Wednesday, 10 February 2021

Truth telling matter to everyone - journalists, commentators, tweeters and most especially readers - and every misstep by anyone lowers trust


In February 2021 journalist Tom Cowrie wrote an article titled Living for the weekend: infected hotel quarantine worker’s busy itinerary which was published in The Age on Thursday 4 February.

It discussed in great detail the weekend travel of a man who had left his place of work for a three-day break after showing a negative result to a workplace COVID-19 test and had gone about his daily life on days off.

He was doing nothing wrong or unlawful in those three days. However he reportedly became a person of interest because sometime after he returned to work on the Tuesday he began to feel unwell and tested positive for COVID-19 on the Wednesday.

I did not see the alleged responses to this particular article in The Age as I barely registered the piece at the time.

However, it seems that The Age Editor Gay Alcorn and Tom Cowie were very upset by readers’ responses.

Normally I would be most sympathetic to editors and journalists caught up in a sustained negative reaction. Especailly one which allegedly carried death threats.

However, something doesn’t quite compute and the two articles set out below rather explain why.

The first short two paragraph article states that the journalist was taking a short break and implies that the editor is leaving Twitter for good.

Alice Coster writing in the Herald Sun on 6 February 2021 at Page 19:

Age editor GAY ALCORN and reporter TOM COWIE have been badly mauled on Twitter for detailing the travels of the innocent 26-year-old hotel quarantine worker who tested positive for the mutant strain of the virus that could have shut down the city.

Mauled as in a shark attack. Trolls called Alcorn and Cowie “racists and bigots” bent on “going after the working class”. Cowie’s Twitter page says he’s “taking a break” from Twitter and Alcorn says she’s “baffled” and “reluctantly, I’m out of here”.

The reality is that The Age editor’s Twitter account remained active as of 2:27pm on 8 February 2021 and only the journalist has taken a break from his account.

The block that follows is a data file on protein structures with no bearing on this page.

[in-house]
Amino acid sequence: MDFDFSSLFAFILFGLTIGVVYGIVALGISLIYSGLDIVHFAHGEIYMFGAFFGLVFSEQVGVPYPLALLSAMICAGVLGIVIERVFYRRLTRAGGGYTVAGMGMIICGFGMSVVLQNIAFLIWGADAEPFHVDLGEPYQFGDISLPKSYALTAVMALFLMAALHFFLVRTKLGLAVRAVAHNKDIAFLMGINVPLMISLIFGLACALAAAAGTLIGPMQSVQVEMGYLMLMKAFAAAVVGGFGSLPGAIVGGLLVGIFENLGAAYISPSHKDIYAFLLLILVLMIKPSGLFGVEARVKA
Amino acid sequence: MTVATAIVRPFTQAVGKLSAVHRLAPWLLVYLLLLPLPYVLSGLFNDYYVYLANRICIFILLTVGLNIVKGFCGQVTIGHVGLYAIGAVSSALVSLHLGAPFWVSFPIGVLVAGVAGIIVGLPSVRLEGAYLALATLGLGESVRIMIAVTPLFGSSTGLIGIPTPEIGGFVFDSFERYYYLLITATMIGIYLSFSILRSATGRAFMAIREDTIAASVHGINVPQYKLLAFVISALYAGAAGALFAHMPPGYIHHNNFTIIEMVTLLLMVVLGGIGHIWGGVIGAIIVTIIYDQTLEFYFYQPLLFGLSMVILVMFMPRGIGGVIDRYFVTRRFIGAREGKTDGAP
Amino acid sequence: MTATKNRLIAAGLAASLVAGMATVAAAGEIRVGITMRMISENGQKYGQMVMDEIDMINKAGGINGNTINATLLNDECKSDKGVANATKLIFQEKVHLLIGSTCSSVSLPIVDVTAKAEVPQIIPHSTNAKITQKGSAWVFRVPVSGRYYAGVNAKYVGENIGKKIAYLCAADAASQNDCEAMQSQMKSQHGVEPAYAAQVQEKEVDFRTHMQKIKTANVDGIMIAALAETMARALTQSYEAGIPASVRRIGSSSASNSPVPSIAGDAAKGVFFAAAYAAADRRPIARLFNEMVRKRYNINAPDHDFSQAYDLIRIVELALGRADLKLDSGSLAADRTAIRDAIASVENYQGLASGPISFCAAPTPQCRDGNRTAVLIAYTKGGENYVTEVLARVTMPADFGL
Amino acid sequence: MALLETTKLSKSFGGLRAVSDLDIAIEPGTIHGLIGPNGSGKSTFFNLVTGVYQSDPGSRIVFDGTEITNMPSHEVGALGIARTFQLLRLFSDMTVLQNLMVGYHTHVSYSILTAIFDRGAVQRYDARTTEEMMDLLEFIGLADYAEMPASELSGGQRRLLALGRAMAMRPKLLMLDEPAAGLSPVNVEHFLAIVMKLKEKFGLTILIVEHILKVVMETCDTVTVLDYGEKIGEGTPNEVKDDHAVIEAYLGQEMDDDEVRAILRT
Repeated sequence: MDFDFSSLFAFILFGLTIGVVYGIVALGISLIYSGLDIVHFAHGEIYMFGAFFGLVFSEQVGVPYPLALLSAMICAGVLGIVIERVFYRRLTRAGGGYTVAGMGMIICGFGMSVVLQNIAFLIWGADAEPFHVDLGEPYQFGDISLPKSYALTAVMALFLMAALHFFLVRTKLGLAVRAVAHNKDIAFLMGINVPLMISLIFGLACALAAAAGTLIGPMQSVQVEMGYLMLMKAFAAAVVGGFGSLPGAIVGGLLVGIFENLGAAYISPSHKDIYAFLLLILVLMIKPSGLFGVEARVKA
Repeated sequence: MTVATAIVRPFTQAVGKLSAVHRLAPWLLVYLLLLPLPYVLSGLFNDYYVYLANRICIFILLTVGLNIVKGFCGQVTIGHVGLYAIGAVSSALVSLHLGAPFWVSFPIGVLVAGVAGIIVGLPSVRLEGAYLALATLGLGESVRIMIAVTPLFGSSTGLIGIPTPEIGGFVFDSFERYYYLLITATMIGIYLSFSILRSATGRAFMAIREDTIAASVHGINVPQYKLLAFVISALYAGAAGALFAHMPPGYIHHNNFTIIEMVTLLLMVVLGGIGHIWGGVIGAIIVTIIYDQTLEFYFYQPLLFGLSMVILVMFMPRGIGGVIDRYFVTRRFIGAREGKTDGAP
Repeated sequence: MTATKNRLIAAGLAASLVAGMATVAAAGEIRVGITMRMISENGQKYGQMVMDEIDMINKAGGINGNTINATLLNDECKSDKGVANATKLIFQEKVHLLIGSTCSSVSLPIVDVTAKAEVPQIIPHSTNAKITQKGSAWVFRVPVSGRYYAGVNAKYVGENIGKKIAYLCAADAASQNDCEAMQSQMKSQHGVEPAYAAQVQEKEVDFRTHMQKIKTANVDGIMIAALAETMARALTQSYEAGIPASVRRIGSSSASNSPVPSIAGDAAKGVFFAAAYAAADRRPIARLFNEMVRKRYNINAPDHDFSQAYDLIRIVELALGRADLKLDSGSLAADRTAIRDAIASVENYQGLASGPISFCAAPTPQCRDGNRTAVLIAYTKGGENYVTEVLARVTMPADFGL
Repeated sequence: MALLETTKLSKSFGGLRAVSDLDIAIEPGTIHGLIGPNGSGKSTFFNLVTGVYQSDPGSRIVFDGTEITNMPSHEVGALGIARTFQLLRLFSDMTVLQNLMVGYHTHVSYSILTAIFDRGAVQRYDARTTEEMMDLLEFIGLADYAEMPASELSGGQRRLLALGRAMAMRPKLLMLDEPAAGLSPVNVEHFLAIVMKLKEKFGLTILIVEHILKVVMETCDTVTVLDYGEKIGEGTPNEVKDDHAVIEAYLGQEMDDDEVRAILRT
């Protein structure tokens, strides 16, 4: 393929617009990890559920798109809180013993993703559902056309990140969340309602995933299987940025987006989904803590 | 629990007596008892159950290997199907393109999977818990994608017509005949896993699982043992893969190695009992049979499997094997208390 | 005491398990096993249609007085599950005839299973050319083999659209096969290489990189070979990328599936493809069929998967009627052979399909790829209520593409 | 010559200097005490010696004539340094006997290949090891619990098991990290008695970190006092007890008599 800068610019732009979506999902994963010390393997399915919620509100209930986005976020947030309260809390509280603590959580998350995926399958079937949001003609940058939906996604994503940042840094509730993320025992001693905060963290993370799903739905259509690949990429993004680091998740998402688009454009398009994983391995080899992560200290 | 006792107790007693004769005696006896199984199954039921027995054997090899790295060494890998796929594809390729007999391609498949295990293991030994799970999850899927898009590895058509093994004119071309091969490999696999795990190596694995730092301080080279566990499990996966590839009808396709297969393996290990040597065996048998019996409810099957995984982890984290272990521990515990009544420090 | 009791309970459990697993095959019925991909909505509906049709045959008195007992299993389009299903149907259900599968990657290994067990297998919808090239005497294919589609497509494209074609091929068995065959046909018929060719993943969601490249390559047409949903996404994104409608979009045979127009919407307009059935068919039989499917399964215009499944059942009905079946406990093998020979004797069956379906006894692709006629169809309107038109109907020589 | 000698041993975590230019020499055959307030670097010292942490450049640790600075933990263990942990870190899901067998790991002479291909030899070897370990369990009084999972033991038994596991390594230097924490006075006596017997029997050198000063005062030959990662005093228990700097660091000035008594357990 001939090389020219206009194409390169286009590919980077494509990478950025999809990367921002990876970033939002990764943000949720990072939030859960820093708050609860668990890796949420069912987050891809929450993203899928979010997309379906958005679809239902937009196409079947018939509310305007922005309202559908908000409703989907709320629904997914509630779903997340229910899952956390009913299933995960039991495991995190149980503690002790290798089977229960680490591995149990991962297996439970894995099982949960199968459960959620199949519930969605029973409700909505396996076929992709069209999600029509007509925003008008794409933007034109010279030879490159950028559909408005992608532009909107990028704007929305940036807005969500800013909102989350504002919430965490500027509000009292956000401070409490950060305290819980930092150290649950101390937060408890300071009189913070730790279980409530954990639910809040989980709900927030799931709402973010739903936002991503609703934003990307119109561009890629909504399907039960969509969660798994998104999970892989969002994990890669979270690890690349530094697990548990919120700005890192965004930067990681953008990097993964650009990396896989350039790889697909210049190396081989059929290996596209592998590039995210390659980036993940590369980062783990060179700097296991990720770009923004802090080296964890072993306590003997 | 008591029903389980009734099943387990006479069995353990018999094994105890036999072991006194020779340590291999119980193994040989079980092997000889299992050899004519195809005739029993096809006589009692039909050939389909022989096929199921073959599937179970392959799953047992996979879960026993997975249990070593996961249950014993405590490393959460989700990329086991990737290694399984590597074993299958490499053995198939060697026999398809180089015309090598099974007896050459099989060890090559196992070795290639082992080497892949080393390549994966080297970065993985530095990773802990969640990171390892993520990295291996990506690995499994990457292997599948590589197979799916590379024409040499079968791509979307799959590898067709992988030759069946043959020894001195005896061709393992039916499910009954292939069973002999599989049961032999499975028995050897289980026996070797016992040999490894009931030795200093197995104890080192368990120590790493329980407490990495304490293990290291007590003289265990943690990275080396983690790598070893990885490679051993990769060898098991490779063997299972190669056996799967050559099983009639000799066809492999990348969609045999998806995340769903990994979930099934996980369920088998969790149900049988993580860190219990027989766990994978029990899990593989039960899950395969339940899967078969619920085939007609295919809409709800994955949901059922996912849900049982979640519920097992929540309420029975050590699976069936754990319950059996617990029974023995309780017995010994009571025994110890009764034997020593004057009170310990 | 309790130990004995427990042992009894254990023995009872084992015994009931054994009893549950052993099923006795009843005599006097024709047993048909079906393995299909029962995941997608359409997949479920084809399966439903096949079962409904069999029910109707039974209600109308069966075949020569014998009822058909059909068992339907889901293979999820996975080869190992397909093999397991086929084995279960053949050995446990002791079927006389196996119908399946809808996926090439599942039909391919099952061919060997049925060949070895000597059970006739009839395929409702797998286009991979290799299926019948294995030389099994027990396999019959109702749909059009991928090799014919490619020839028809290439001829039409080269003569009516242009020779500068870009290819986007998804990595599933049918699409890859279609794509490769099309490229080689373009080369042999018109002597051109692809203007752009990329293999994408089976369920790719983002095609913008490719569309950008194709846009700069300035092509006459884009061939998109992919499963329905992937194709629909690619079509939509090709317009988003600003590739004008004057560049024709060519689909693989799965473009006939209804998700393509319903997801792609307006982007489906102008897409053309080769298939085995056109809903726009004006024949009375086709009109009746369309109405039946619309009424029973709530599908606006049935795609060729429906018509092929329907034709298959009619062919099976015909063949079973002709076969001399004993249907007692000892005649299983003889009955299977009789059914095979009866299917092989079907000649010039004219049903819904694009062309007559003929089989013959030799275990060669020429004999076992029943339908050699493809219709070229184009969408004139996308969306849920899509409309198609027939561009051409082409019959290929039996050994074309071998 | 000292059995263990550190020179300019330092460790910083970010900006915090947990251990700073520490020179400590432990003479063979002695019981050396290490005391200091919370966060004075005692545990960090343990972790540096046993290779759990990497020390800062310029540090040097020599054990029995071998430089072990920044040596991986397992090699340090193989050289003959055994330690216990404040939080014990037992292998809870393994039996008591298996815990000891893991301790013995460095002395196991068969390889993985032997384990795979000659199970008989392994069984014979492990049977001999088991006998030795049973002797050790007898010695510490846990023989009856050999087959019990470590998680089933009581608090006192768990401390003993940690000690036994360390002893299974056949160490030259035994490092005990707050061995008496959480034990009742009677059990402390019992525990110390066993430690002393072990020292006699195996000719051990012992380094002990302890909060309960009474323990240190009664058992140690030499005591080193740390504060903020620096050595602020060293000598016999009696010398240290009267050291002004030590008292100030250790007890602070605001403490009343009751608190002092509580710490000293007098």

The second longer article implies that The Age editor is removing the newspaper’s Twitter account. 

This was Nick Tabakoff writing in The Australian online on 8 February 2021:

Death threats’: Age editor snaps

Who would have thought a story about a worker visiting a kebab store and Kmart could cause such dramas?

The Age editor Gay Alcorn has stormed off Twitter after she revealed to Diary the paper received “death threats” over its much-debated feature about a Melbourne COVID-19 quarantine worker’s weekend moves.

The story traced every after-hours footstep of the COVID-positive quarantine hotel worker through Spencer Street institution Kebab Kingz (even publishing its “4.5 star” reviews on Google), Kmart, Bunnings and other locations.

But after Alcorn tweeted out the story on Thursday, along with a tongue-in-cheek message about the worker’s “busy” social schedule, Twitter erupted into furious criticism and in many cases, abuse.

Some of the milder tweets accused The Age of both “snobbery” towards the worker, and of blaming him for the outbreak. One that we can print came from ABC News Breakfast host Michael Rowland, who asked: “What are you trying to get at with this story?”. Meanwhile, author and former Age columnist Marieke Hardy sarcastically tweeted: “Fantastic. Great move. Well done Gay.”

After other much less printable messages, Alcorn — in two late-night tweets the same day — finally had enough. She dramatically announced her break-up with Twitter: “(I) am out of here.”

Speaking to Diary on Sunday, Alcorn said her Twitter exit was not an over-reaction, but a response to the fact that the author of the controversial story, Tom Cowie, had received death threats.

People don’t have to like an article,” she tells us. “They can say it was awful or lacked nuance or could have been done better. But the frenzied and increasingly enraged Twitter reaction was totally disproportionate, ending with vile private messages threatening violence against a reporter, threats we take seriously.”

Alcorn says she had tried since becoming The Age’s editor last year to embrace Twitter, and adopted a philosophy that “we must engage with our audiences and think deeply” about criticism.

But in the past few years, Twitter has become so abusive and furious it is all but impossible to have those conversations. The usual response that: ‘It’s only a few people, most Twitter users are great’, no longer feels true.

People have told me that they wanted to respond to the fury but were too nervous to do so for fear of being abused themselves.”

Alcorn is now turning to “ways to speak with our readers and subscribers” that don’t involve Twitter.

They won’t always be comfortable conversations, but hopefully they won’t end with death threats,” she says.

As of 4:51pm on Monday 8 February – four days after the reaction to Cowrie’s article began – the newspaper's Twitter account was still active.

Quite frankly, given the misstatements of fact in the latter two articles and the tenor of the original story it is hard to call The Age editor’s decision to promote the original article in the manner she did on Twitter. Neither were done in the best of taste as the man involved had done nothing to deserve ridicule.

As for the Herald Sun and The Australian – I have to wonder if before they went to print with this story the newspapers even checked whether these alleged death threats and “vile private messages threatening violence” were reported to the police.

A verified complaint made to police would give readers some confidence that parts of these two articles were indeed truthful.

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